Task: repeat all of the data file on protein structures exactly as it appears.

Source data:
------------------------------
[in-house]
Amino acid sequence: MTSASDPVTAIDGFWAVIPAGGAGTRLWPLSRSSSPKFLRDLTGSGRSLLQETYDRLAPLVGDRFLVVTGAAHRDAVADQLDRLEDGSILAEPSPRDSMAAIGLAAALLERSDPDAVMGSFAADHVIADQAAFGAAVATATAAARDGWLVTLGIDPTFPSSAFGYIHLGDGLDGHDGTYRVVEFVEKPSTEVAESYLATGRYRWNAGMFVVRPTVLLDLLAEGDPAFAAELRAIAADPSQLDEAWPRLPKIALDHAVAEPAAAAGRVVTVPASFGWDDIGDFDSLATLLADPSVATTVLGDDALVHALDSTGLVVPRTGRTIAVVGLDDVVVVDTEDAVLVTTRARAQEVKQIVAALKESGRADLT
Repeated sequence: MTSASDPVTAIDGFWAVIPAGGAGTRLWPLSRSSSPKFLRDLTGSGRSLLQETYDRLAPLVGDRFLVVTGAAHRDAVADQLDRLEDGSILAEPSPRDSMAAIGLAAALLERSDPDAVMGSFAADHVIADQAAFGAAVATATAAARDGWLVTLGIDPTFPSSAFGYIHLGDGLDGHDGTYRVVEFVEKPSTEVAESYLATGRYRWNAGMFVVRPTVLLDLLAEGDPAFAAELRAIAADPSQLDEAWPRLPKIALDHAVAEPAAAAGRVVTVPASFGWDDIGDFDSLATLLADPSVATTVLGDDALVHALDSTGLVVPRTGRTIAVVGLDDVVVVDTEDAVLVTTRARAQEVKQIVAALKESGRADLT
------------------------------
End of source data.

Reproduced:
[in-house]
Amino acid sequence: MTSASDPVTAIDGFWAVIPAGGAGTRLWPLSRSSSPKFLRDLTGSGRSLLQETYDRLAPLVGDRFLVVTGAAHRDAVADQLDRLEDGSILAEPSPRDSMAAIGLAAALLERSDPDAVMGSFAADHVIADQAAFGAAVATATAAARDGWLVTLGIDPTFPSSAFGYIHLGDGLDGHDGTYRVVEFVEKPSTEVAESYLATGRYRWNAGMFVVRPTVLLDLLAEGDPAFAAELRAIAADPSQLDEAWPRLPKIALDHAVAEPAAAAGRVVTVPASFGWDDIGDFDSLATLLADPSVATTVLGDDALVHALDSTGLVVPRTGRTIAVVGLDDVVVVDTEDAVLVTTRARAQEVKQIVAALKESGRADLT
Repeated sequence: MTSASDPVTAIDGFWAVIPAGGAGTRLWPLSRSSSPKFLRDLTGSGRSLLQETYDRLAPLVGDRFLVVTGAAHRDAVADQLDRLEDGSILAEPSPRDSMAAIGLAAALLERSDPDAVMGSFAADHVIADQAAFGAAVATATAAARDGWLVTLGIDPTFPSSAFGYIHLGDGLDGHDGTYRVVEFVEKPSTEVAESYLATGRYRWNAGMFVVRPTVLLDLLAEGDPAFAAELRAIAADPSQLDEAWPRLPKIALDHAVAEPAAAAGRVVTVPASFGWDDIGDFDSLATLLADPSVATTVLGDDALVHALDSTGLVVPRTGRTIAVVGLDDVVVVDTEDAVLVTTRARAQEVKQIVAALKESGRADLT